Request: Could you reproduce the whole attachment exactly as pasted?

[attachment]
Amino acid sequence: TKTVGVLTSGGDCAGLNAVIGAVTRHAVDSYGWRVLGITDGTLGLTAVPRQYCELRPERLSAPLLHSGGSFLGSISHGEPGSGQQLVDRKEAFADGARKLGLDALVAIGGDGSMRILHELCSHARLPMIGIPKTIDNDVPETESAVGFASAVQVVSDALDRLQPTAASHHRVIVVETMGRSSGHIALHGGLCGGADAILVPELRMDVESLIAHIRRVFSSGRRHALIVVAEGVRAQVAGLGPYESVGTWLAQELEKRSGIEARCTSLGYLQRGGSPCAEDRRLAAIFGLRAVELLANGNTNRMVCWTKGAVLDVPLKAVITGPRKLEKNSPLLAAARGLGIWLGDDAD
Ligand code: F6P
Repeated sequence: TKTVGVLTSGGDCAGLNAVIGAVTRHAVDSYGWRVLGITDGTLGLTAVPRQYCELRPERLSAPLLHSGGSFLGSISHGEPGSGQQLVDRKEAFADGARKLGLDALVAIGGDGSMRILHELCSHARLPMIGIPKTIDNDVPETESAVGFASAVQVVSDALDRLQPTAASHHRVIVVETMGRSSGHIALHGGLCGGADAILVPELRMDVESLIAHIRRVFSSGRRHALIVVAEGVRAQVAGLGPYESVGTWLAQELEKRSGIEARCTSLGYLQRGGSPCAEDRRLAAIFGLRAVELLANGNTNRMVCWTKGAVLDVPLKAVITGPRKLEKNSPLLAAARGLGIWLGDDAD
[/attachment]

Amino acid sequence: TKTVGVLTSGGDCAGLNAVIGAVTRHAVDSYGWRVLGITDGTLGLTAVPRQYCELRPERLSAPLLHSGGSFLGSISHGEPGSGQQLVDRKEAFADGARKLGLDALVAIGGDGSMRILHELCSHARLPMIGIPKTIDNDVPETESAVGFASAVQVVSDALDRLQPTAASHHRVIVVETMGRSSGHIALHGGLCGGADAILVPELRMDVESLIAHIRRVFSSGRRHALIVVAEGVRAQVAGLGPYESVGTWLAQELEKRSGIEARCTSLGYLQRGGSPCAEDRRLAAIFGLRAVELLANGNTNRMVCWTKGAVLDVPLKAVITGPRKLEKNSPLLAAARGLGIWLGDDAD
Ligand code: F6P
Repeated sequence: TKTVGVLTSGGDCAGLNAVIGAVTRHAVDSYGWRVLGITDGTLGLTAVPRQYCELRPERLSAPLLHSGGSFLGSISHGEPGSGQQLVDRKEAFADGARKLGLDALVAIGGDGSMRILHELCSHARLPMIGIPKTIDNDVPETESAVGFASAVQVVSDALDRLQPTAASHHRVIVVETMGRSSGHIALHGGLCGGADAILVPELRMDVESLIAHIRRVFSSGRRHALIVVAEGVRAQVAGLGPYESVGTWLAQELEKRSGIEARCTSLGYLQRGGSPCAEDRRLAAIFGLRAVELLANGNTNRMVCWTKGAVLDVPLKAVITGPRKLEKNSPLLAAARGLGIWLGDDAD